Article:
Almost every angler has a bucket list that includes catching an Alaskan Salmon. Sometimes the distractions in life may get in the way, preventing us from crossing off “Fishing in Alaska”. However, if you are fortunate enough to make your way to the fertile waters of Alaska, you will be telling fishing stories for years to come!
When you arrive in Juneau, there will still be distractions. Along the route to your ultimate catch is Juneau’s most popular, and most easily accessible, Mendenhall Glacier. It is prominent in the landscape (it covers more than 1,500 square miles) and easily viewed as you make your way to the harbor. Seals bask in the sun dotting the waterfront and the vast number of bald eagles perched on the waterway markers will pose for photos. Whales gracefully surface along the route to the destination where your fishing for Salmon begins. All of these distractions are part of the Alaska Salmon fishing experience. Everyone that sets foot on a cruise or whale watching tour wants to see all of those amazing sites of nature. You are no different…with one exception. What you really want to see is your rod taking a bow toward the frigid water signaling the beginning of a battle.
There are five species of salmon native to Alaska. The five finger method, whereby each species represents one the fingers on your hand, is a common method to remember each species. This is how it works…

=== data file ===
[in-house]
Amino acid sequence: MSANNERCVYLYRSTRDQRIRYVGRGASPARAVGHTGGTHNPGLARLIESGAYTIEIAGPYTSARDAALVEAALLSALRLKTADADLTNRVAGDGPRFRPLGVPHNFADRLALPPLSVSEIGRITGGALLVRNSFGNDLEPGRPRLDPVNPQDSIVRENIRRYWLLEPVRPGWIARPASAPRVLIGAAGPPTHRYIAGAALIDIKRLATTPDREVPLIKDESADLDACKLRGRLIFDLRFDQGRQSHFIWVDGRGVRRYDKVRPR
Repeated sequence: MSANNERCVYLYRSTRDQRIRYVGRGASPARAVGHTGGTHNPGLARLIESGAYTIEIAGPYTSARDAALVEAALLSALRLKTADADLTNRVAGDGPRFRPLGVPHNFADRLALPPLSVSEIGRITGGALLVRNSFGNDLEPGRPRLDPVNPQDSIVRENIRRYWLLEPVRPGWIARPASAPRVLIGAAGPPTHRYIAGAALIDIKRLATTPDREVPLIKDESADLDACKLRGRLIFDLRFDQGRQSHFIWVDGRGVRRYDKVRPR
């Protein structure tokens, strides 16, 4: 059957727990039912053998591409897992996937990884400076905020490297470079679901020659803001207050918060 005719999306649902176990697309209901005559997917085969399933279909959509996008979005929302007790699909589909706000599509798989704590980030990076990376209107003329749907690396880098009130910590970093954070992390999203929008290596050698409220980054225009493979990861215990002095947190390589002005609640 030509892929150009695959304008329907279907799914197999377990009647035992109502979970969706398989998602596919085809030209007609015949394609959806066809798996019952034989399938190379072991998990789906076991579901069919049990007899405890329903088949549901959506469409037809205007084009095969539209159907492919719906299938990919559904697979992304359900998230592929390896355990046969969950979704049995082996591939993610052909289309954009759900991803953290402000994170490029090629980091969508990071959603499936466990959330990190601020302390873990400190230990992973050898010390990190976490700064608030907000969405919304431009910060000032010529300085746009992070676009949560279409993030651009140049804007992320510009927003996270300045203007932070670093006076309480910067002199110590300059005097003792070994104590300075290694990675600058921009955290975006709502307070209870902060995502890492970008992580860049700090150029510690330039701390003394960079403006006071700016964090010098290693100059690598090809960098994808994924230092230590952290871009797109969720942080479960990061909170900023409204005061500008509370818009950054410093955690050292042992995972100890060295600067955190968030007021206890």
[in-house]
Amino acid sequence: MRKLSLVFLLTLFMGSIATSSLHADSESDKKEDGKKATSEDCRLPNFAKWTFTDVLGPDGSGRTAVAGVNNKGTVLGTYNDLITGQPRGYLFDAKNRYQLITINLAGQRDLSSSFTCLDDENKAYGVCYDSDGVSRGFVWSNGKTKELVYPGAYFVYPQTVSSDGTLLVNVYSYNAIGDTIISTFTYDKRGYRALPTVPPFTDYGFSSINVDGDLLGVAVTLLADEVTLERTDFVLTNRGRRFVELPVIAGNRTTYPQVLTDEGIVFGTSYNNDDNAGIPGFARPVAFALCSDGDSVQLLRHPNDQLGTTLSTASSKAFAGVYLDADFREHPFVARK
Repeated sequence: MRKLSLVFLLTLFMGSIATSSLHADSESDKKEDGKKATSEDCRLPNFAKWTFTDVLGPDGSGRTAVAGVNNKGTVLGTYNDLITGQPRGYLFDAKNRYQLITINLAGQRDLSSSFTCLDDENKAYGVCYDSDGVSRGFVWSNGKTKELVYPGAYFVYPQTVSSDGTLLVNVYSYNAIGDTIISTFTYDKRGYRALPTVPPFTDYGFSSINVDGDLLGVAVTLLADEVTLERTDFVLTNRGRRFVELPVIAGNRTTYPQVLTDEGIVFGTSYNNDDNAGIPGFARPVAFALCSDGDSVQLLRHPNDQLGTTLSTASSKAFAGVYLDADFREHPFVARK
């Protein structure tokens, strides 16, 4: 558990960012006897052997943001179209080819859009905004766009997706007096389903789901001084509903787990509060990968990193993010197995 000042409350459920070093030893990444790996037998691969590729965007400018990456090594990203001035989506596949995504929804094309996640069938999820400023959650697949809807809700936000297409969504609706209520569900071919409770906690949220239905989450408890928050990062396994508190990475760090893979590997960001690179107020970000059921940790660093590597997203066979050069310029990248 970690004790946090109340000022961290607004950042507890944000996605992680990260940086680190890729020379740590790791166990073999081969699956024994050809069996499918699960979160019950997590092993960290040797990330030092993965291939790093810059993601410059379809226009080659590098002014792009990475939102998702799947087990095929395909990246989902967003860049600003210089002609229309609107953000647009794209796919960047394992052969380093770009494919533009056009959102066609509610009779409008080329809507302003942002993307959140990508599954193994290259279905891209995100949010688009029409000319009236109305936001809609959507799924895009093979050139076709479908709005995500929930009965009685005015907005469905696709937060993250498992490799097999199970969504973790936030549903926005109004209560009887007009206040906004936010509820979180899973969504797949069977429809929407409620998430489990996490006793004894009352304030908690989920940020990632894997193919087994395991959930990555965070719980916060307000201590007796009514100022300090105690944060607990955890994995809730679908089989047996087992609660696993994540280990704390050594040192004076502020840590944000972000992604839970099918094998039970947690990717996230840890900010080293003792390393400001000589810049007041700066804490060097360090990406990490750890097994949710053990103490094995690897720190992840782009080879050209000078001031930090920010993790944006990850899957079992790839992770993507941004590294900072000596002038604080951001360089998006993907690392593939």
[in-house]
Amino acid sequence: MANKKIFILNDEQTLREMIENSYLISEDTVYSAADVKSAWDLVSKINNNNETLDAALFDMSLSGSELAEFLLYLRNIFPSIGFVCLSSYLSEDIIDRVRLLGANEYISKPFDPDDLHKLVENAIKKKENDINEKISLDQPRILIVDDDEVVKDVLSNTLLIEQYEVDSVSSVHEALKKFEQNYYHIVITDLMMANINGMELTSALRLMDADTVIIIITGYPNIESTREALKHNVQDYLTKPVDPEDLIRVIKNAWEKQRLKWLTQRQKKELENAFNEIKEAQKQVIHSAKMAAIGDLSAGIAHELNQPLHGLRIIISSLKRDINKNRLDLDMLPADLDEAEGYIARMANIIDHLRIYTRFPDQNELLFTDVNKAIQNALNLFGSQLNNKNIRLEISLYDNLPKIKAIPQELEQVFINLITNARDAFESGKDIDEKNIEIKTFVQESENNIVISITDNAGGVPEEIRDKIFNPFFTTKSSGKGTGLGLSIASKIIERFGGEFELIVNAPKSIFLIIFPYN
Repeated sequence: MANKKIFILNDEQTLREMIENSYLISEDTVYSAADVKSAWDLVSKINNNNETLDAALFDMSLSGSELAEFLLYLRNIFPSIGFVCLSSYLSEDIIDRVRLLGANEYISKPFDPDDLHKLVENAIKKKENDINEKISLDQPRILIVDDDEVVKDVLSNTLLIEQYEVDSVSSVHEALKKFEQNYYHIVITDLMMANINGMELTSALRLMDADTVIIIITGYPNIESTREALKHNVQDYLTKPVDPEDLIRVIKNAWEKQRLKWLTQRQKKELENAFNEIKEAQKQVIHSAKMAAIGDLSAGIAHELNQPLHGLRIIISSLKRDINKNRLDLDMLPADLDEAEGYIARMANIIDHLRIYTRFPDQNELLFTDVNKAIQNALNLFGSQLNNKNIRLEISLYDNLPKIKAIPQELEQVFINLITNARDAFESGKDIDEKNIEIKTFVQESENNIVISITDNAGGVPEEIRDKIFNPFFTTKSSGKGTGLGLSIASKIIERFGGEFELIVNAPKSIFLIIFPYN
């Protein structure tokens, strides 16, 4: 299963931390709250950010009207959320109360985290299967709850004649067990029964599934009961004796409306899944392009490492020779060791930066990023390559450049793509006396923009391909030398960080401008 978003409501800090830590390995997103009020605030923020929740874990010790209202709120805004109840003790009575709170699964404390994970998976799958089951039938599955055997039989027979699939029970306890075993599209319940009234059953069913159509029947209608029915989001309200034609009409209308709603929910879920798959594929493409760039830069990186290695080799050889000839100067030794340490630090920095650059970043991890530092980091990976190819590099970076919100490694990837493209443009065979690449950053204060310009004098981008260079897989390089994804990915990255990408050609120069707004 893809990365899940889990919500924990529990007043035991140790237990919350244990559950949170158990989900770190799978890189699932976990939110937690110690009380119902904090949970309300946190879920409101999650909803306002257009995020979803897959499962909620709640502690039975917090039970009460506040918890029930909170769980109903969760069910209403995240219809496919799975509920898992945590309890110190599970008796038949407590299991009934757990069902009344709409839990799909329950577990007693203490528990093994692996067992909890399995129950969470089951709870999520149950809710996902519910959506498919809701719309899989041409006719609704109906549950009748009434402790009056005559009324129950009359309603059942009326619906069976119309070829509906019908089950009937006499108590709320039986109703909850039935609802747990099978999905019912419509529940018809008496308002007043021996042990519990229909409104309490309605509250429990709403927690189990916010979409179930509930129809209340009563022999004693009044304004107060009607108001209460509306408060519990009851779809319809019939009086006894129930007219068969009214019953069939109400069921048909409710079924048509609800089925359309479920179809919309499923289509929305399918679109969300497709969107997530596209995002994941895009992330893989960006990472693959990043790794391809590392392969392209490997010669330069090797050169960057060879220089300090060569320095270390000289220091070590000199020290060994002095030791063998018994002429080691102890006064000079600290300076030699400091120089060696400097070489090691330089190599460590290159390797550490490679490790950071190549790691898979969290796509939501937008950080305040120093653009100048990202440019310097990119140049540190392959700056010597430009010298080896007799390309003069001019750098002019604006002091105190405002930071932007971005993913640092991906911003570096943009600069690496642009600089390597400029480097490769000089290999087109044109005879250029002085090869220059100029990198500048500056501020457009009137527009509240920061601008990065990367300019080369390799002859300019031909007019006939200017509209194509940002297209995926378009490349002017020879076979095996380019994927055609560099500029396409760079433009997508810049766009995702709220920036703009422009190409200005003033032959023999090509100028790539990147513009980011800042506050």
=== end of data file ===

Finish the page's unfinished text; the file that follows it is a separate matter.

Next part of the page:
Thumb – Rhymes with Chum / Dog Salmon
These have an ocean coloration of silvery blue green. Spawning males typically grow an elongated snout and have enlarged teeth. They average 24-28 inches and 10-13lb with the males usually being larger than the females.
Pointer Finger – You can use it to “sock” someone in the eye…Sockeye / Red Salmon
These are a greenish-blue with fine black speckles on their back. Spawning males have pale green heads, dark jaws, pale undersides and bright red bodies. Spawning females look generally the same, except for more subdued coloration. They grow up to 33 inches in length and weigh up to 15 pounds.
Middle Finger – The most prominent (largest)…King / Chinook Salmon
These have blue-green, red or purple on their back and top of the head with silvery sides. Black spots run along the tail and the upper half of its body. Its mouth is often dark purple to black. Adult fish range in size from 24 to 36 in, but may be up to 58 inches in length; they average 10 to 50 pounds, but may reach 130 pounds.
Ring Finger - Your would place a band of silver on it…Coho / Silver Salmon
During their ocean phase, coho salmon display silver sides and dark-blue backs. When in their spawning phase, their jaws and teeth become hooked. After entering fresh water, they develop bright-red sides, bluish-green heads and backs, dark bellies and dark spots on their backs. Mature adults have a pronounced red skin color with darker backs and average 28 inches and 7 to 11 pounds, occasionally reaching up to 36 pounds.
Pinky Finger – Pink / Humpies Salmon
In the ocean, pink salmon are bright silver fish. After returning to their spawning streams, their colors change to pale grey on the back with yellowish-white belly. Some will turn an overall dull green color. During spawning, the males develop a pronounced humped back, hence their nickname "humpies". Pink salmon average 4.8 pounds. The maximum recorded size was 30 inches and 15 pounds.
|Capt. Annette & Mate Merideth|